Another thing is that I didn’t drink until I was 17. I think most of the years when the people were having fun, I was at home figuring out how to use my computer to make music. All of that not non-mixed, held together with chewing gum sort of music, I did that back then. I got it out of my system. I can’t buy into faux-lo-fi, I feel like there is maybe something insincere about that approach when you’re in a position to make something sound as ‘good’ as possible. Obviously, if the song is good enough none of this stuff matters. But, If you try and make something sound ‘good’, it’s going to sound a lot better than if you don’t.
I do feel a little bit pissed off when you hear bands being like “We love lo-fi” but they refuse to invest in old equipment. If you want to sound like Velvet Underground – use the same techniques they did, as opposed to recording it on fucking Pro Tools HD Suite with €400 microphones and then slapping a lo-fi plugin on the track.
It strikes me that, compared to lots of other domestic indie concerns, you’re more inclined to make the trip over to England to play shows. Does it still feel important to you to get over there semi-regularly?
A band like Tandem Felix will only exist through travelling. We don’t make the sort of music that’ll blow people away on first listen. Just to pick two bands that I do really like; if you go and see Rusangano Family – they’ll blow your socks off, or if you go to see Saint Sister – they’ll send chills down your spine. In terms of live performance, I think we’re a very different sort of band to both of those.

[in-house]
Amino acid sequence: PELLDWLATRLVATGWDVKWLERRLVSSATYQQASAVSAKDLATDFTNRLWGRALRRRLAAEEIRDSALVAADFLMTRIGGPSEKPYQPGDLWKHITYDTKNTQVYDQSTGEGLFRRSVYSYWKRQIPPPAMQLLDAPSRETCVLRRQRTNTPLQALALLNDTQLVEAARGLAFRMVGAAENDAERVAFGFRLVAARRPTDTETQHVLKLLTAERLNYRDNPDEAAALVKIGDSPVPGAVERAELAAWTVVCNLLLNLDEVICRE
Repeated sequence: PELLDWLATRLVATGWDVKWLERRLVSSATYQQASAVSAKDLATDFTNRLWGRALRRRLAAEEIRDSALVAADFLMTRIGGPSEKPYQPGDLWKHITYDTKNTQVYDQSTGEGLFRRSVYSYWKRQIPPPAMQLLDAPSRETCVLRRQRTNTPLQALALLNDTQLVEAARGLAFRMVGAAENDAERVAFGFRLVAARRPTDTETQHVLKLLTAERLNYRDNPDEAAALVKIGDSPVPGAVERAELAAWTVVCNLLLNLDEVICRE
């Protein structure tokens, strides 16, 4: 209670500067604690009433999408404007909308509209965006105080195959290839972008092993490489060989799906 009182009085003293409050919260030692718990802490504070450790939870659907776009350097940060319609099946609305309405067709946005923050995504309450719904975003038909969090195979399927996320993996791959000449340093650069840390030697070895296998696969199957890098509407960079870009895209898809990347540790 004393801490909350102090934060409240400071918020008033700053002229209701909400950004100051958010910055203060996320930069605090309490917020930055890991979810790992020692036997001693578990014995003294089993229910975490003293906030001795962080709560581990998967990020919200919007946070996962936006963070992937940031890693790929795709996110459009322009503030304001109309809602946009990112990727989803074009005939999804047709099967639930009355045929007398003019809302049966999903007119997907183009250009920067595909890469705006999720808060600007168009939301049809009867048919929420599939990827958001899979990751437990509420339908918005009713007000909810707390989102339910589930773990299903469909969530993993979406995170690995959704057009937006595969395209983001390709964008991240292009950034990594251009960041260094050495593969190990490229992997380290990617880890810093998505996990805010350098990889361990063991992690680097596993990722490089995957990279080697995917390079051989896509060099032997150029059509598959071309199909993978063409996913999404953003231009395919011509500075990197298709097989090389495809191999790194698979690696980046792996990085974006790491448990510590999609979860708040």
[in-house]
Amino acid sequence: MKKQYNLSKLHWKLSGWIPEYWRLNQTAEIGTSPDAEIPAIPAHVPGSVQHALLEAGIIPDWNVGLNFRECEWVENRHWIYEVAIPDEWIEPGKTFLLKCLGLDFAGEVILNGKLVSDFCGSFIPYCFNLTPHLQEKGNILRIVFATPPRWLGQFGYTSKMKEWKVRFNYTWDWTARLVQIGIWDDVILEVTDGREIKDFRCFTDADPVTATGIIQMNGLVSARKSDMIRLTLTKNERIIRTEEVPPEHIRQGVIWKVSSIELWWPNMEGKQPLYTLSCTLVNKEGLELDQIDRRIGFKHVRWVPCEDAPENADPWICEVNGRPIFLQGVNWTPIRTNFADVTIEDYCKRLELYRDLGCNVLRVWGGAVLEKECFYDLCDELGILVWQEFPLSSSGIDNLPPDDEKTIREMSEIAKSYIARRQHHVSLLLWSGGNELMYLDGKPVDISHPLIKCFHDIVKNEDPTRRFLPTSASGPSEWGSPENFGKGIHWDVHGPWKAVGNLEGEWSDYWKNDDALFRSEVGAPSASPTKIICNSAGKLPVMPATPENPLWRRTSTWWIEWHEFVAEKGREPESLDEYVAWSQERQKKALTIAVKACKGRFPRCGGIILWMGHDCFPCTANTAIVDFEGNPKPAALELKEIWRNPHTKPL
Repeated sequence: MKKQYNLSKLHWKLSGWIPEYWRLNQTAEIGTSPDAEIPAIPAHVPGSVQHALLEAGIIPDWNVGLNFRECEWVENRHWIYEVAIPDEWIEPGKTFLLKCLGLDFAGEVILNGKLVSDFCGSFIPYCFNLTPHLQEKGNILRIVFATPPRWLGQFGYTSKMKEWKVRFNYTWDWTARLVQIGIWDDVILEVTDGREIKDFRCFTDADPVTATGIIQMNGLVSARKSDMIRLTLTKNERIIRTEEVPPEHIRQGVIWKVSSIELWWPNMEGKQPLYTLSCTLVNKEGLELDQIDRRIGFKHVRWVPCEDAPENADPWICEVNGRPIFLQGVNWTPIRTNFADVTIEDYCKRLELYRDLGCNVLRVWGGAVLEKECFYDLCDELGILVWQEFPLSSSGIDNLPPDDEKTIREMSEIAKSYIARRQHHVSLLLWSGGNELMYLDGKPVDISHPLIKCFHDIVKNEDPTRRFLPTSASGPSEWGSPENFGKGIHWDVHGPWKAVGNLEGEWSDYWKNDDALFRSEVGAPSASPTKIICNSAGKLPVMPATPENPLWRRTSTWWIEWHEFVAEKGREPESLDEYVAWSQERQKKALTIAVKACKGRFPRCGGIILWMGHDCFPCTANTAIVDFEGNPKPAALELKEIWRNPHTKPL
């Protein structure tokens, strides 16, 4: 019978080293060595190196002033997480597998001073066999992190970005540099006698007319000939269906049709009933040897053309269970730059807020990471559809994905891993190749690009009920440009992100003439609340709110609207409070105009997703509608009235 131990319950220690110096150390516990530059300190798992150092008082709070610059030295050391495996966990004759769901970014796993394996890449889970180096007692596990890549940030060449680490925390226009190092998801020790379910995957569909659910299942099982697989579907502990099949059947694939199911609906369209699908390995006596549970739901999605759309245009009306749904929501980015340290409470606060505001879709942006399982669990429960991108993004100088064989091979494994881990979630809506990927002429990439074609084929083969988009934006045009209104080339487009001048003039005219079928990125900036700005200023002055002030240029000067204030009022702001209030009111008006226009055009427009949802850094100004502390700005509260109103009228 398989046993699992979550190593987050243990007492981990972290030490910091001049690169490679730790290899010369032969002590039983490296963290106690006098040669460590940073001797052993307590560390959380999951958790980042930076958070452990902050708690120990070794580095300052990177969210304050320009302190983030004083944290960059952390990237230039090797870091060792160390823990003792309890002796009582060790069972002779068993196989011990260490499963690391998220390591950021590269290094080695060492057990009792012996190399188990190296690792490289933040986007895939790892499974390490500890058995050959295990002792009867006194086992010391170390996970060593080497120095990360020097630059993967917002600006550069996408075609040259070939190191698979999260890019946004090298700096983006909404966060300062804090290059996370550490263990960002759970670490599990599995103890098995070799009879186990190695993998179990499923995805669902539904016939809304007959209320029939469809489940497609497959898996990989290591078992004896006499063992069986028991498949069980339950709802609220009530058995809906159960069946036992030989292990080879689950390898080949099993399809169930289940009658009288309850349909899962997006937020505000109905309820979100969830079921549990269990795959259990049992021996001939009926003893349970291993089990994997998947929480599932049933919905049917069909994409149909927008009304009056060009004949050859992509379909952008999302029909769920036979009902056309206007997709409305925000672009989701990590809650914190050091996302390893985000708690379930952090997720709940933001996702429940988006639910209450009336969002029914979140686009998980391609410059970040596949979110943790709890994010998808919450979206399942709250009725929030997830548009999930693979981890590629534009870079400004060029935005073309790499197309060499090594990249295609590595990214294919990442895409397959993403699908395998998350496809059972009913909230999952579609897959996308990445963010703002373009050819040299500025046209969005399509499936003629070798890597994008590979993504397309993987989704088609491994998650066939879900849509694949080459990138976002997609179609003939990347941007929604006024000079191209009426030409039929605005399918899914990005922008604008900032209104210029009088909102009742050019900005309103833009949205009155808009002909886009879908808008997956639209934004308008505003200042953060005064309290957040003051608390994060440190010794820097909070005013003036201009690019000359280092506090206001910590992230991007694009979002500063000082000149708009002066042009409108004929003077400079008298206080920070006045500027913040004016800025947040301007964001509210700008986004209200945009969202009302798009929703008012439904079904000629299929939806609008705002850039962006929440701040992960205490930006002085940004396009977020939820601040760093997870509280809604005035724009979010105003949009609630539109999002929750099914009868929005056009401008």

We benefit from repeat listens, we’re a slow burner, that’s the way I like it, that’s the way I listen to music. You show someone a band like Yo la Tengo, or even Wilco – how many people go “Stop the lights, my life is changed!”. I listened to Yankee Hotel Foxtrot ten times and on time number ten I was like “I get it now!”. That’s ultimately more rewarding than, say, when I heard 2 by Mac Demarco. First time I heard it I was like “This is class!” but by the second time, I was already thinking “…this is shit”. Shelf life is so much more important. I was talking to our manager the other day after he was listening to us on Spotify. He told me he went into the “related artists” for whatever reason. We were both laughing about how none of them got got successful until their fifth album or something like that. So, no worries then…
Football Coverage Begins
RTÉ are showing the Roma game anyway…
Roma always have good jerseys.
Tandem Felix play Whelans (Upstairs) on Tuesday November 7th.
Words: Danny Wilson